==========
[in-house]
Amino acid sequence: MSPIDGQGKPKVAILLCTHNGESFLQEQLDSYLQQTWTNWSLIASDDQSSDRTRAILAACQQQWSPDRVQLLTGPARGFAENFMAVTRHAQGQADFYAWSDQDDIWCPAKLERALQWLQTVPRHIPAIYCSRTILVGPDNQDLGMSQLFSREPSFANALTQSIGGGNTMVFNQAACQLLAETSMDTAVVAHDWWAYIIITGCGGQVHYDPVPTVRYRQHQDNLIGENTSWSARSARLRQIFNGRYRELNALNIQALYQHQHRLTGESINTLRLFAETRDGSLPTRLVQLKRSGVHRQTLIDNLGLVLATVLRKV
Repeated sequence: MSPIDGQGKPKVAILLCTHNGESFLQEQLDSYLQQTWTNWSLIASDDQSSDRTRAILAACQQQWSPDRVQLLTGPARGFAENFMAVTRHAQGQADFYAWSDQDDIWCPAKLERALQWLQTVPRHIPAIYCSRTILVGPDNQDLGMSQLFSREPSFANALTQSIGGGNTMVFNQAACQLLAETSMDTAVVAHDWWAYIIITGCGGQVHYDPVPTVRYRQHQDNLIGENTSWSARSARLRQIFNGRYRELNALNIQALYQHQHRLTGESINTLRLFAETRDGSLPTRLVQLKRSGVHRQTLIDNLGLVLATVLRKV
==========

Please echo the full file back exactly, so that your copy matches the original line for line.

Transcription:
[in-house]
Amino acid sequence: MSPIDGQGKPKVAILLCTHNGESFLQEQLDSYLQQTWTNWSLIASDDQSSDRTRAILAACQQQWSPDRVQLLTGPARGFAENFMAVTRHAQGQADFYAWSDQDDIWCPAKLERALQWLQTVPRHIPAIYCSRTILVGPDNQDLGMSQLFSREPSFANALTQSIGGGNTMVFNQAACQLLAETSMDTAVVAHDWWAYIIITGCGGQVHYDPVPTVRYRQHQDNLIGENTSWSARSARLRQIFNGRYRELNALNIQALYQHQHRLTGESINTLRLFAETRDGSLPTRLVQLKRSGVHRQTLIDNLGLVLATVLRKV
Repeated sequence: MSPIDGQGKPKVAILLCTHNGESFLQEQLDSYLQQTWTNWSLIASDDQSSDRTRAILAACQQQWSPDRVQLLTGPARGFAENFMAVTRHAQGQADFYAWSDQDDIWCPAKLERALQWLQTVPRHIPAIYCSRTILVGPDNQDLGMSQLFSREPSFANALTQSIGGGNTMVFNQAACQLLAETSMDTAVVAHDWWAYIIITGCGGQVHYDPVPTVRYRQHQDNLIGENTSWSARSARLRQIFNGRYRELNALNIQALYQHQHRLTGESINTLRLFAETRDGSLPTRLVQLKRSGVHRQTLIDNLGLVLATVLRKV